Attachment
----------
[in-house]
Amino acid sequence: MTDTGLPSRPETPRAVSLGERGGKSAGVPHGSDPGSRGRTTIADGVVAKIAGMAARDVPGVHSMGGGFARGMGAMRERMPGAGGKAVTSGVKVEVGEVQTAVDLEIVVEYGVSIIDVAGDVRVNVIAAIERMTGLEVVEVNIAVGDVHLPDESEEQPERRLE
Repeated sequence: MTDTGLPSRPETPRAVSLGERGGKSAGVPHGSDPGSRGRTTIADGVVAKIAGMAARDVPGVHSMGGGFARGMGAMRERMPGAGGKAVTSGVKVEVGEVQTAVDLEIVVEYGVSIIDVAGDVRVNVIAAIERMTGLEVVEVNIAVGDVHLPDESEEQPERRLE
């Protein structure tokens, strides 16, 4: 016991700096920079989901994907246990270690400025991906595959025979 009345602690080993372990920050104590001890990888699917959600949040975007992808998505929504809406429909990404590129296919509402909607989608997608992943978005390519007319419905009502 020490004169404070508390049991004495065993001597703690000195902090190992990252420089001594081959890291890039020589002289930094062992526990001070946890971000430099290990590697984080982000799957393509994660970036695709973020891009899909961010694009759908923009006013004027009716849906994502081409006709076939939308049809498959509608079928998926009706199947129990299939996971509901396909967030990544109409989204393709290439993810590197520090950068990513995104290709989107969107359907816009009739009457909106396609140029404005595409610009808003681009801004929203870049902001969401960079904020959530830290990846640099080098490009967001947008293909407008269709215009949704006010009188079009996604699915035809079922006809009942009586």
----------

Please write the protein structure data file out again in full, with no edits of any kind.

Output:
[in-house]
Amino acid sequence: MTDTGLPSRPETPRAVSLGERGGKSAGVPHGSDPGSRGRTTIADGVVAKIAGMAARDVPGVHSMGGGFARGMGAMRERMPGAGGKAVTSGVKVEVGEVQTAVDLEIVVEYGVSIIDVAGDVRVNVIAAIERMTGLEVVEVNIAVGDVHLPDESEEQPERRLE
Repeated sequence: MTDTGLPSRPETPRAVSLGERGGKSAGVPHGSDPGSRGRTTIADGVVAKIAGMAARDVPGVHSMGGGFARGMGAMRERMPGAGGKAVTSGVKVEVGEVQTAVDLEIVVEYGVSIIDVAGDVRVNVIAAIERMTGLEVVEVNIAVGDVHLPDESEEQPERRLE
């Protein structure tokens, strides 16, 4: 016991700096920079989901994907246990270690400025991906595959025979 009345602690080993372990920050104590001890990888699917959600949040975007992808998505929504809406429909990404590129296919509402909607989608997608992943978005390519007319419905009502 020490004169404070508390049991004495065993001597703690000195902090190992990252420089001594081959890291890039020589002289930094062992526990001070946890971000430099290990590697984080982000799957393509994660970036695709973020891009899909961010694009759908923009006013004027009716849906994502081409006709076939939308049809498959509608079928998926009706199947129990299939996971509901396909967030990544109409989204393709290439993810590197520090950068990513995104290709989107969107359907816009009739009457909106396609140029404005595409610009808003681009801004929203870049902001969401960079904020959530830290990846640099080098490009967001947008293909407008269709215009949704006010009188079009996604699915035809079922006809009942009586």